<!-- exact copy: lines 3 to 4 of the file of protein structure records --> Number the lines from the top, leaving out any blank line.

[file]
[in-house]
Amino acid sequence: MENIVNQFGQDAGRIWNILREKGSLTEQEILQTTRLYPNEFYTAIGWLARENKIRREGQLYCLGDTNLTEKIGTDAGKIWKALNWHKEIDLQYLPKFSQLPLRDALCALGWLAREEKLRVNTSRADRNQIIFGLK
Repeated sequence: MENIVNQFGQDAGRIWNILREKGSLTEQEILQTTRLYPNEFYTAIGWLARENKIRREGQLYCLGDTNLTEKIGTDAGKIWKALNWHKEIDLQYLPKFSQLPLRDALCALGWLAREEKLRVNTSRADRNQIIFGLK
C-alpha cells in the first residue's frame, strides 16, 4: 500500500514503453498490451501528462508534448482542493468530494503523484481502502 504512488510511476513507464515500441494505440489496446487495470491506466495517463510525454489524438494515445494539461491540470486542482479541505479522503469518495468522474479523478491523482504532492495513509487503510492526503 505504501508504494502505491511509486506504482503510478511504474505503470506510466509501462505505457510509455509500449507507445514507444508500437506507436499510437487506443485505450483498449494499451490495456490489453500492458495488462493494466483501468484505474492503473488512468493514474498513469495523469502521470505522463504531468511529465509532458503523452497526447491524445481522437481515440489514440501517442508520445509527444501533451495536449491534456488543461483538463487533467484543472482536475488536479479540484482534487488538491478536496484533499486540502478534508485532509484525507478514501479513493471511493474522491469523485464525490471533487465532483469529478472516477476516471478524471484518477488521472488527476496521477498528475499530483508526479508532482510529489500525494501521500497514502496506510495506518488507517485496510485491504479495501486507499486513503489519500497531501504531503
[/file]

Repeated sequence: MENIVNQFGQDAGRIWNILREKGSLTEQEILQTTRLYPNEFYTAIGWLARENKIRREGQLYCLGDTNLTEKIGTDAGKIWKALNWHKEIDLQYLPKFSQLPLRDALCALGWLAREEKLRVNTSRADRNQIIFGLK
C-alpha cells in the first residue's frame, strides 16, 4: 500500500514503453498490451501528462508534448482542493468530494503523484481502502 504512488510511476513507464515500441494505440489496446487495470491506466495517463510525454489524438494515445494539461491540470486542482479541505479522503469518495468522474479523478491523482504532492495513509487503510492526503 505504501508504494502505491511509486506504482503510478511504474505503470506510466509501462505505457510509455509500449507507445514507444508500437506507436499510437487506443485505450483498449494499451490495456490489453500492458495488462493494466483501468484505474492503473488512468493514474498513469495523469502521470505522463504531468511529465509532458503523452497526447491524445481522437481515440489514440501517442508520445509527444501533451495536449491534456488543461483538463487533467484543472482536475488536479479540484482534487488538491478536496484533499486540502478534508485532509484525507478514501479513493471511493474522491469523485464525490471533487465532483469529478472516477476516471478524471484518477488521472488527476496521477498528475499530483508526479508532482510529489500525494501521500497514502496506510495506518488507517485496510485491504479495501486507499486513503489519500497531501504531503